I originally intended to write this post on the World Cup social media results demonstrating the power of hashtags, fan pages, and the pundits.
In a nutshell: There were millions of interactions.
On second thought, I think the world has already moved on, so I’ll spare you the repetition.
I find myself writing this blog post the day before I fly to Naples, and my holiday preparation has been pushed to the side. Once I land, I fully intend to relax as this is certainly not a business trip. Usually when I travel internationally, I put my iPhone on flight mode, and to check a single e-mail is a sin. I want to be unreachable.
In the last two years, this behaviour has changed dramatically. It is not that I can’t switch off from technology these days, but the way I choose to relax and have fun has changed.
By checking and posting to Twitter, Instagram, and Facebook when lazing by the pool or on the go, I feel entertained and connected, not just to home but to other tourists in the same area through check-ins and hashtags.
This adds much value to any trip, as I can see what others are doing in the same place (i.e. what is trending and any recommendations that the travel guide may have missed!).
In normal day-to-day life, checking my social networks is part of my hourly (if I’m being honest) routine, so it would take much more than willpower to switch off from it. This makes me think that, for most people, their social media “addiction” is more likely just a serious hobby, and for me it is a hobby that I’m now blogging about!
Everything we create and post online should be social. In addition to the thousands of news and gossip articles published every day, we have even more content to engage with than ever, as there are several responses left by users and followers, which can be controversial and amusing.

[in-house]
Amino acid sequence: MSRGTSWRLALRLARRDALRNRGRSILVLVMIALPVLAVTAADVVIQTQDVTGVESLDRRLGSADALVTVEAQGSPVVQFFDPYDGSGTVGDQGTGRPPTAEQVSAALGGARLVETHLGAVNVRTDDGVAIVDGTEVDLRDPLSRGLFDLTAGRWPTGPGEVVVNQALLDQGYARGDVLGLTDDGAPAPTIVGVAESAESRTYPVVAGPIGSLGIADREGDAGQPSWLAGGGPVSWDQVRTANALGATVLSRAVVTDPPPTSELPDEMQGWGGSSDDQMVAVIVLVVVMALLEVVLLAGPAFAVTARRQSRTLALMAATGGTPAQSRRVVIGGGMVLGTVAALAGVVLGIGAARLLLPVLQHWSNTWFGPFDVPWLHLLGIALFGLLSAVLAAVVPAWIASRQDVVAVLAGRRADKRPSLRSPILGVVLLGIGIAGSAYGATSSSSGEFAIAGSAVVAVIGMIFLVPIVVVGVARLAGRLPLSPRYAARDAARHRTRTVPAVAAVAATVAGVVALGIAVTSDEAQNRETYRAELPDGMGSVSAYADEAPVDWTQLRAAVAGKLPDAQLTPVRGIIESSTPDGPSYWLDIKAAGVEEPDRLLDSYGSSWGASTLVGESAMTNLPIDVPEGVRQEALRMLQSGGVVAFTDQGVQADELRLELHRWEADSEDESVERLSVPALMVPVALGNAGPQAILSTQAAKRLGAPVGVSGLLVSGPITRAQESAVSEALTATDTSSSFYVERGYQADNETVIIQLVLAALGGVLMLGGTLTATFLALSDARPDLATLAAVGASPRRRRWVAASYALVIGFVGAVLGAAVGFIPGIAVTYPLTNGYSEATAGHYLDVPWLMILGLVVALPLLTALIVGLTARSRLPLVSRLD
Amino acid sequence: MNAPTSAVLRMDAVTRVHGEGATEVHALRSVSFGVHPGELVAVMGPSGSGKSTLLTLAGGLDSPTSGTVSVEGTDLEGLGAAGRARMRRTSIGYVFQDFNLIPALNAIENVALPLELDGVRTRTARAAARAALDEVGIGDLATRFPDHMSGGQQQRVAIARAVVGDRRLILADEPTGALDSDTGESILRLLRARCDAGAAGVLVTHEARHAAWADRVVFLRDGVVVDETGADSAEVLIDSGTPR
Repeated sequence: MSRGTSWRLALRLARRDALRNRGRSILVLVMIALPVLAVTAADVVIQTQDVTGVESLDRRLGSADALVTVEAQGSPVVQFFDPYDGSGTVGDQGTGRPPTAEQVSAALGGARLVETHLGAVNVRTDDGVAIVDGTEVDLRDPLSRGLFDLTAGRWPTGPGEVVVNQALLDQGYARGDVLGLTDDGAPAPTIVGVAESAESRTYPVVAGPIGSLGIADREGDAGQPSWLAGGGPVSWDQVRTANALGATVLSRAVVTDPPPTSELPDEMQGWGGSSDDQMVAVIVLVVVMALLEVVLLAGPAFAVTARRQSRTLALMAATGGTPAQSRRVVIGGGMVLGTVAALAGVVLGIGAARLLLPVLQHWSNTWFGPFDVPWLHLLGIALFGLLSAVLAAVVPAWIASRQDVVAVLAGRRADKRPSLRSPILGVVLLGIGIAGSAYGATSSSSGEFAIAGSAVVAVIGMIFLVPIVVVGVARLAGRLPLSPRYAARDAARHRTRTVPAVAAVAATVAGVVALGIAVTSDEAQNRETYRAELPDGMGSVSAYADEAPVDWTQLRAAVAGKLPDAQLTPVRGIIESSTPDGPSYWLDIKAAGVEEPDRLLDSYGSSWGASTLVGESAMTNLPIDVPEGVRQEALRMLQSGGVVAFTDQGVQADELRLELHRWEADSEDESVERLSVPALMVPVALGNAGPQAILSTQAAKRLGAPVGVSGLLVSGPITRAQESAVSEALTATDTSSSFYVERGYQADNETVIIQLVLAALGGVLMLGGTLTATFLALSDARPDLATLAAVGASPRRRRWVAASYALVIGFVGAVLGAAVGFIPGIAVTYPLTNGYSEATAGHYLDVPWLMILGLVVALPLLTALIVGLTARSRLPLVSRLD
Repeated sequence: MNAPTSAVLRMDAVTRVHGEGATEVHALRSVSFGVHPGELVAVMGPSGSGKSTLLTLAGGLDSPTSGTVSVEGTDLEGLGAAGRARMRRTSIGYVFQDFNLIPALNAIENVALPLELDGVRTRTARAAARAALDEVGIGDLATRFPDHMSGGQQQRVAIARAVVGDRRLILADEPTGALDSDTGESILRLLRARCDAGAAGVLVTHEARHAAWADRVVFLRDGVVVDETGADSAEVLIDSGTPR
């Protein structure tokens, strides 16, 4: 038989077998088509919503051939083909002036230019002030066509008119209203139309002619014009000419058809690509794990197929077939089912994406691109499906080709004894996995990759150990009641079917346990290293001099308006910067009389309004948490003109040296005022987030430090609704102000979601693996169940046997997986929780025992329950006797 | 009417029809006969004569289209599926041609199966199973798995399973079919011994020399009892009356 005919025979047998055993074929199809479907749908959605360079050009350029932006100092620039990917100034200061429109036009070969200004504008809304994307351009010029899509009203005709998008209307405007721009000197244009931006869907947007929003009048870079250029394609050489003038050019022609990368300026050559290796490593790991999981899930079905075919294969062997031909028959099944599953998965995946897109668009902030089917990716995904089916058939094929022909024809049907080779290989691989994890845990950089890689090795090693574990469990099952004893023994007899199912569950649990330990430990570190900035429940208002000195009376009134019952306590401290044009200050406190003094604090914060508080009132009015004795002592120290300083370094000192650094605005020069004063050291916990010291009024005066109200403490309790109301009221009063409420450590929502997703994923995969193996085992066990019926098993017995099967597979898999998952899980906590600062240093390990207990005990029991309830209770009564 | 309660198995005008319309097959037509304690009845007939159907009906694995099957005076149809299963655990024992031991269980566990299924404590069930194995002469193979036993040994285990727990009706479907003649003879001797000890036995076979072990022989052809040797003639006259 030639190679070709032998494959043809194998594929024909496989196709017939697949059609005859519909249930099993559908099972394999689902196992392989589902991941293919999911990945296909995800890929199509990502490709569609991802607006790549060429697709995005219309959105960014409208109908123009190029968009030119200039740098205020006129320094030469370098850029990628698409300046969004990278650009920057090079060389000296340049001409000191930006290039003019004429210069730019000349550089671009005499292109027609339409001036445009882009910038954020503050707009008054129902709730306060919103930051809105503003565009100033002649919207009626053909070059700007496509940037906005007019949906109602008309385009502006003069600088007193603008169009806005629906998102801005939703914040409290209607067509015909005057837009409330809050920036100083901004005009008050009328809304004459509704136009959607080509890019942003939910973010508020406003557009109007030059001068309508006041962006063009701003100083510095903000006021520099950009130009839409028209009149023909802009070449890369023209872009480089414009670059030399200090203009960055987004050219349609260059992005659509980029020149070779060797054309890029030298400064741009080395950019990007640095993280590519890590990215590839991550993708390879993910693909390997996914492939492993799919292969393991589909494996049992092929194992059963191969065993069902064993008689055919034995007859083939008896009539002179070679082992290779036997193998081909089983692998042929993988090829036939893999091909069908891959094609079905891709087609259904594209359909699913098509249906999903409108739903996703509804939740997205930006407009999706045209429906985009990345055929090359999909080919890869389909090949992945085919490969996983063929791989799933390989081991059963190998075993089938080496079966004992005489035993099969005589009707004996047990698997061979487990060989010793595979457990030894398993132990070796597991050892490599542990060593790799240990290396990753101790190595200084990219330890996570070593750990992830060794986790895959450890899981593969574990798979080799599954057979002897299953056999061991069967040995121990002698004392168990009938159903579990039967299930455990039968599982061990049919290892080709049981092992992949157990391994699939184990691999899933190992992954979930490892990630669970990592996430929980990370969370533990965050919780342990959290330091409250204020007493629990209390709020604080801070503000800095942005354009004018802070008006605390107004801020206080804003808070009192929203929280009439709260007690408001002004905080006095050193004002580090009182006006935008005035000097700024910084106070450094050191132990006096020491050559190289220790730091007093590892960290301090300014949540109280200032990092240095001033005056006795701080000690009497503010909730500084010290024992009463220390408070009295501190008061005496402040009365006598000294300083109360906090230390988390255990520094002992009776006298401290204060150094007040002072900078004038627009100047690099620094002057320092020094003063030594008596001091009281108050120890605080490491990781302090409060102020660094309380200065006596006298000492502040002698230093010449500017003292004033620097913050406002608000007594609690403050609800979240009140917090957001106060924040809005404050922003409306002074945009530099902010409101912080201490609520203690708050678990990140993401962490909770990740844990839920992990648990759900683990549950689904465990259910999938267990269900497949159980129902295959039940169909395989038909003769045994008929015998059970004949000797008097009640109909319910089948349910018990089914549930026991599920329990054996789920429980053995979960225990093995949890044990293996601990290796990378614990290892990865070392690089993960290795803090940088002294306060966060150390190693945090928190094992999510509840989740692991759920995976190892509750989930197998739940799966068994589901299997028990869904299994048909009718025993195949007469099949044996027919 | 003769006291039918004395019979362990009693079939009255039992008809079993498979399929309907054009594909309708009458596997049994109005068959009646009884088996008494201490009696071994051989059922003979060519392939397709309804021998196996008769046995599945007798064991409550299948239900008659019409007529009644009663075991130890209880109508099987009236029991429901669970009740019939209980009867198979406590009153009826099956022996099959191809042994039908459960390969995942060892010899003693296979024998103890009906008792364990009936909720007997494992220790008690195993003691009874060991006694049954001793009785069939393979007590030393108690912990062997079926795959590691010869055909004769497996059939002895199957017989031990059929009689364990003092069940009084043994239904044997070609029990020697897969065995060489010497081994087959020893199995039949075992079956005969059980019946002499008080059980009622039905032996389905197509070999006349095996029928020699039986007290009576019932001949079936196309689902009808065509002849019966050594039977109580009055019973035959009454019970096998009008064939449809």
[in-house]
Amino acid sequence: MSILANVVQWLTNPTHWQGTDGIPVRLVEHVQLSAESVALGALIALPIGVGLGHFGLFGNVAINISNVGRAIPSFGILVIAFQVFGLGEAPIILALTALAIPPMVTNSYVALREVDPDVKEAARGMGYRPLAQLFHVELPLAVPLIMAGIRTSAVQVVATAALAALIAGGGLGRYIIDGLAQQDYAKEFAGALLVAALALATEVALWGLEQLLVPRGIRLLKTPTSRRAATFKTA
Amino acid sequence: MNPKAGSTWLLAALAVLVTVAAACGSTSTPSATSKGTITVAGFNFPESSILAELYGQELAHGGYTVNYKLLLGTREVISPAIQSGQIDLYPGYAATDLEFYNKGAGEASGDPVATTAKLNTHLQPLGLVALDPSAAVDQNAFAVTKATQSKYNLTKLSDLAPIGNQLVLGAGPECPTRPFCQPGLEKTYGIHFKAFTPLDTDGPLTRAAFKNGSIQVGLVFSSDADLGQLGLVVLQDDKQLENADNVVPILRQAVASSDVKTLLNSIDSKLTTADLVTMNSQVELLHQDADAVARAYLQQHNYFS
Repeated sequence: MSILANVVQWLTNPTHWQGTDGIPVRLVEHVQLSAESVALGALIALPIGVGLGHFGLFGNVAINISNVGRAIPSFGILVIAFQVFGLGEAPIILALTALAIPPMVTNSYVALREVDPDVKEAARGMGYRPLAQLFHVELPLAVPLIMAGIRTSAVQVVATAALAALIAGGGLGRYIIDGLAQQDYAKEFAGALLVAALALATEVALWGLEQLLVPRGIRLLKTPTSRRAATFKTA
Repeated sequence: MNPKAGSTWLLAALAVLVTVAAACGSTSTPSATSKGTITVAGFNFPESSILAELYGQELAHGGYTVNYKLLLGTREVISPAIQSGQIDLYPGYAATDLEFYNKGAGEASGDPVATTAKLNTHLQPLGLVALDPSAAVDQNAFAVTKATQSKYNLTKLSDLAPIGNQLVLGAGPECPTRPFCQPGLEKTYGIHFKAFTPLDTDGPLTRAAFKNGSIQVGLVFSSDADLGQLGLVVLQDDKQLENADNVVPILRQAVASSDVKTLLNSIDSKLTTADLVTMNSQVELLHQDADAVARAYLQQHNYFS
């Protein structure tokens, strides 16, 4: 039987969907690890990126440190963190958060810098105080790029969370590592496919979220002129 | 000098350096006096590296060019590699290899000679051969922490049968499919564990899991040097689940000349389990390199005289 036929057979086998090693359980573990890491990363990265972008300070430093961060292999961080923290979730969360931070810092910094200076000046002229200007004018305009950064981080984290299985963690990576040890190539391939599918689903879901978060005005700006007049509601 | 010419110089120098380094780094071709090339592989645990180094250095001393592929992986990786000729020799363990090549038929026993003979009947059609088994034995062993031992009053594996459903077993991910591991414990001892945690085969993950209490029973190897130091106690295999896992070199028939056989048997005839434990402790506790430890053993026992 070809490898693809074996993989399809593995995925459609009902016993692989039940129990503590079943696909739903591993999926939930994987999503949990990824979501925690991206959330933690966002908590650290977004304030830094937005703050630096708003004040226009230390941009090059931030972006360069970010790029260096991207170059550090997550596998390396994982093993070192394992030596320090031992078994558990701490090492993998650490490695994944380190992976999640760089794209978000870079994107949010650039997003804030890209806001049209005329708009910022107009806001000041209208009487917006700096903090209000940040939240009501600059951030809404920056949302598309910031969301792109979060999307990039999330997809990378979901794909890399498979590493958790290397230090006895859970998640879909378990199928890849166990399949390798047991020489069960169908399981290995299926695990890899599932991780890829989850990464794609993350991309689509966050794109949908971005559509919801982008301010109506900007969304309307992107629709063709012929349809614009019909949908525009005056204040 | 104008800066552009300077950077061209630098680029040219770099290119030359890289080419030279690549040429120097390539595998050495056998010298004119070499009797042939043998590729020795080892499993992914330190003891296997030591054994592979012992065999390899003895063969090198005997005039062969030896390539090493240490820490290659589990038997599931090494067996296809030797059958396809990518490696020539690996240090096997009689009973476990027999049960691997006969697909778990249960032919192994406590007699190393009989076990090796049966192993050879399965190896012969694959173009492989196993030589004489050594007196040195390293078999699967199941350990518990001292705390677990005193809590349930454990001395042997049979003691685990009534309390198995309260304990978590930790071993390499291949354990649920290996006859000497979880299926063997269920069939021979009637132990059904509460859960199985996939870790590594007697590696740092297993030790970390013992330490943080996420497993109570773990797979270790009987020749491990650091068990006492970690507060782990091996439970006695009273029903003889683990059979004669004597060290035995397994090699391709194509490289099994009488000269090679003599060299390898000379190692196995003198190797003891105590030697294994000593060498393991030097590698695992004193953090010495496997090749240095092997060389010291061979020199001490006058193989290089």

Ordinary people and those who are more prominent don’t seem to hold back. For me, comments left on an article can provide as much, if not more, entertainment than the original article itself.
If you think about it, it is the subjective nature of news content that sparks discussions either on the publication’s own Web site or off the back of their social media posts. This is where a user’s activity will be seen by followers — people who are more likely to respond to someone they are connected with and further engage in the discussion.
Newspaper and magazine editors are “content editors.” They ensure that everything they publish is easy to find, has embedded links, is shareable, and looks great across multiple platforms and devices.
This means that a wider skill set is needed for success, which has called for new talent within organisations, regardless of the size.
After all, with the print medium declining year after year, there is a need to safeguard businesses by reaching new audiences and having a strategy to get eyeballs on the content and, over time, increasing the number of followers and interactions with content.
You can probably gather from this post that, while social media can extend audience reach and interaction from personal and business points of view, it can be very time-consuming and tricky to stay front-of-mind and relevant. This is true whether you are running a national newspaper or a cafe in the East End of London.
To make this easier, here are five hassle-free social media tips that will save you time:
- Use RSS feeds that connect to Twitter and Facebook so that each time you post on your blog or Web site, the content appears on your social networks straight away.
- Set up Facebook and Instagram links and statuses so they are automatically tweeted.
- Upload your Instagram photos to an album on Facebook so your fans and friends can see what you’re up to.
- Welcome new members and followers. This is especially good for small groups.
- Finally, ensure you activate all social networks by syncing them to different devices.